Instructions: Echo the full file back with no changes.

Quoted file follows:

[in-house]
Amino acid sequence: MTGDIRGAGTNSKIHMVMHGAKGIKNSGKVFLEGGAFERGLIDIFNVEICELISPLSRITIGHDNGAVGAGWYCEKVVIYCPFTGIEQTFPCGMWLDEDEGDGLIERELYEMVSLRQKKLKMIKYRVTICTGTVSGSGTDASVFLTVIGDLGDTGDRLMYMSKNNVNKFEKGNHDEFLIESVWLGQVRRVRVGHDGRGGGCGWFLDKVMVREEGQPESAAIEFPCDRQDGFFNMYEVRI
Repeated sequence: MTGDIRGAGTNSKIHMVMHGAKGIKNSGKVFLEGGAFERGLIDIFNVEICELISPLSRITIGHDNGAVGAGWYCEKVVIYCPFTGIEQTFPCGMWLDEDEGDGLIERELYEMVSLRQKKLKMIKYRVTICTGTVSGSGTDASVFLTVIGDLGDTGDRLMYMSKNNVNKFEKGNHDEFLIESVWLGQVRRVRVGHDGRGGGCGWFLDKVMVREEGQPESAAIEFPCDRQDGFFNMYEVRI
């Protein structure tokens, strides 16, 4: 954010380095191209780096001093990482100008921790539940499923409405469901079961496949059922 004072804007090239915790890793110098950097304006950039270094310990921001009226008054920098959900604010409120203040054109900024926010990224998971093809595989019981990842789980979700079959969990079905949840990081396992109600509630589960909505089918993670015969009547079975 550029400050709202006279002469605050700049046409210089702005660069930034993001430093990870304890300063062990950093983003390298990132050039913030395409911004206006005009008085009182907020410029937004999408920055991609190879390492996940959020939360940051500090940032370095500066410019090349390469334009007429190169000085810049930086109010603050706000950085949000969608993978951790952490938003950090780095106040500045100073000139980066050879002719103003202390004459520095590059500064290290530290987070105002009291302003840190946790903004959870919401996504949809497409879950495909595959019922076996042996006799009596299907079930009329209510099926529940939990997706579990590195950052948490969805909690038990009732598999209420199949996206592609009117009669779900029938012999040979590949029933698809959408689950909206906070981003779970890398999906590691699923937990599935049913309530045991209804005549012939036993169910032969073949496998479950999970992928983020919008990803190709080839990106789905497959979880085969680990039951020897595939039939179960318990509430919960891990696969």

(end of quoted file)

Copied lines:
[in-house]
Amino acid sequence: MTGDIRGAGTNSKIHMVMHGAKGIKNSGKVFLEGGAFERGLIDIFNVEICELISPLSRITIGHDNGAVGAGWYCEKVVIYCPFTGIEQTFPCGMWLDEDEGDGLIERELYEMVSLRQKKLKMIKYRVTICTGTVSGSGTDASVFLTVIGDLGDTGDRLMYMSKNNVNKFEKGNHDEFLIESVWLGQVRRVRVGHDGRGGGCGWFLDKVMVREEGQPESAAIEFPCDRQDGFFNMYEVRI
Repeated sequence: MTGDIRGAGTNSKIHMVMHGAKGIKNSGKVFLEGGAFERGLIDIFNVEICELISPLSRITIGHDNGAVGAGWYCEKVVIYCPFTGIEQTFPCGMWLDEDEGDGLIERELYEMVSLRQKKLKMIKYRVTICTGTVSGSGTDASVFLTVIGDLGDTGDRLMYMSKNNVNKFEKGNHDEFLIESVWLGQVRRVRVGHDGRGGGCGWFLDKVMVREEGQPESAAIEFPCDRQDGFFNMYEVRI
């Protein structure tokens, strides 16, 4: 954010380095191209780096001093990482100008921790539940499923409405469901079961496949059922 004072804007090239915790890793110098950097304006950039270094310990921001009226008054920098959900604010409120203040054109900024926010990224998971093809595989019981990842789980979700079959969990079905949840990081396992109600509630589960909505089918993670015969009547079975 550029400050709202006279002469605050700049046409210089702005660069930034993001430093990870304890300063062990950093983003390298990132050039913030395409911004206006005009008085009182907020410029937004999408920055991609190879390492996940959020939360940051500090940032370095500066410019090349390469334009007429190169000085810049930086109010603050706000950085949000969608993978951790952490938003950090780095106040500045100073000139980066050879002719103003202390004459520095590059500064290290530290987070105002009291302003840190946790903004959870919401996504949809497409879950495909595959019922076996042996006799009596299907079930009329209510099926529940939990997706579990590195950052948490969805909690038990009732598999209420199949996206592609009117009669779900029938012999040979590949029933698809959408689950909206906070981003779970890398999906590691699923937990599935049913309530045991209804005549012939036993169910032969073949496998479950999970992928983020919008990803190709080839990106789905497959979880085969680990039951020897595939039939179960318990509430919960891990696969």